Kindergarten Program Teaches Executive FunctionsExecutive functions—a set of skills including the ability to focus attention, avoid distractions, and regulate impulses—are a critical part of academic achievement. Students who have stronger executive functions do better academically. Researchers from the New York University (NYU) Steinhardt School of Culture, Education and Human Development tested an education program that helps young students perform better academically by improving their executive functions. The program, tested with kindergarteners, could help diminish the achievement gap between rich and poor students.

The researchers tested a research-based educational program called Tools of the Mind in 29 Massachusetts schools. Tools of the Mind includes typical math, literacy, and science curriculum as well as child-directed activities and structured make-believe play. A previous test of Tools of the Mind in preschools produced mixed results. The new study focused on 759 kindergarteners. Some of the kindergarteners participated in the Tools of the Mind program and the rest served as a control group. Researchers measured the students’ academic achievement and executive functions. They also monitored the students’ stress response by measuring the levels of cortisol and alpha amylase taken from saliva samples.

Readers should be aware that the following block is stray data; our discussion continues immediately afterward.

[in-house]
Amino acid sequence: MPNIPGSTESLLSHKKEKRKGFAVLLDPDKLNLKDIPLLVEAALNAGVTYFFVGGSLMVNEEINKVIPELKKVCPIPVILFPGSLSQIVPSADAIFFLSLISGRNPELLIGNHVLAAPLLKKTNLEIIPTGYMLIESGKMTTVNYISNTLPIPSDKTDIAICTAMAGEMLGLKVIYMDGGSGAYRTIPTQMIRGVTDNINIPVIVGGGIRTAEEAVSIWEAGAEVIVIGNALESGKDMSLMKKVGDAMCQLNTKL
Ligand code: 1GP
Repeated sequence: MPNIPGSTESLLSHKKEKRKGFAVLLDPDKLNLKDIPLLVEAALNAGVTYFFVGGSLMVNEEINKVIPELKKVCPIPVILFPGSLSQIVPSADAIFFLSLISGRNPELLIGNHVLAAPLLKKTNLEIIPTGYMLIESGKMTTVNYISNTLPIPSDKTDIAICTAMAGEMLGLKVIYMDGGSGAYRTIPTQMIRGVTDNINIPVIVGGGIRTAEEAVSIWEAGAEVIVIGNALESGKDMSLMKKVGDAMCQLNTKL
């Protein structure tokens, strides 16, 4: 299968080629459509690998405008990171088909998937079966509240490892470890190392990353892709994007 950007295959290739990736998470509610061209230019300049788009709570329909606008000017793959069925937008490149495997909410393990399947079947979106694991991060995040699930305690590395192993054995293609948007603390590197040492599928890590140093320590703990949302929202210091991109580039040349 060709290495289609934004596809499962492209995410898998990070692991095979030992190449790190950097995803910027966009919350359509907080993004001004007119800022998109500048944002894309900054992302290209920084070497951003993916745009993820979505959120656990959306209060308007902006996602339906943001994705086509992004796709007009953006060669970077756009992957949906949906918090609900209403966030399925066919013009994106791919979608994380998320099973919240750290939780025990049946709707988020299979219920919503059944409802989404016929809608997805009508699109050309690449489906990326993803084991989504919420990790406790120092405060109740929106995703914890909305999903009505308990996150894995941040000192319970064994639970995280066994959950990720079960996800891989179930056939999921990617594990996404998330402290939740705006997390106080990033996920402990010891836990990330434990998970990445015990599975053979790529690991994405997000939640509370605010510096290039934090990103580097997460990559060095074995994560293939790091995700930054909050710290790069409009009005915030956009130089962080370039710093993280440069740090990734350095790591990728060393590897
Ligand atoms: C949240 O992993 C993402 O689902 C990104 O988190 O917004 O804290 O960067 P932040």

Students in classrooms that used Tools of the Mind demonstrated greater improvements than children in classrooms using standard curriculum. The Tools of the Mind students demonstrated improved academic achievement in math, reading, and vocabulary. The students’ achievement gains in reading and vocabulary persisted into first grade, suggesting that self-regulation skills have long-term benefits.

The Tools of the Mind students also exhibited stronger executive functions. These students were better at paying attention, even in the presence of distractions. They also had better working memory and processed information more efficiently.

The saliva samples revealed that students in the Tools of the Mind group had an increased stress response. This indicates that the students were both more physiologically and cognitively engaged in school.

The Tools of the Mind program is a promising way to reduce the poverty-related academic achievement gap. Tools of the Mind could help children from impoverished circumstances ready themselves for school.

Lead study investigator and professor of applied psychology at NYU explains, “Working memory and the ability to control attention, both important components of executive functions, enable children to focus and process information more efficiently. Our results suggest that a combined focus on executive functions and early academic learning provides the strongest foundation for early success in school.”

This research is published in the journal PLOS One.

Previous news in education: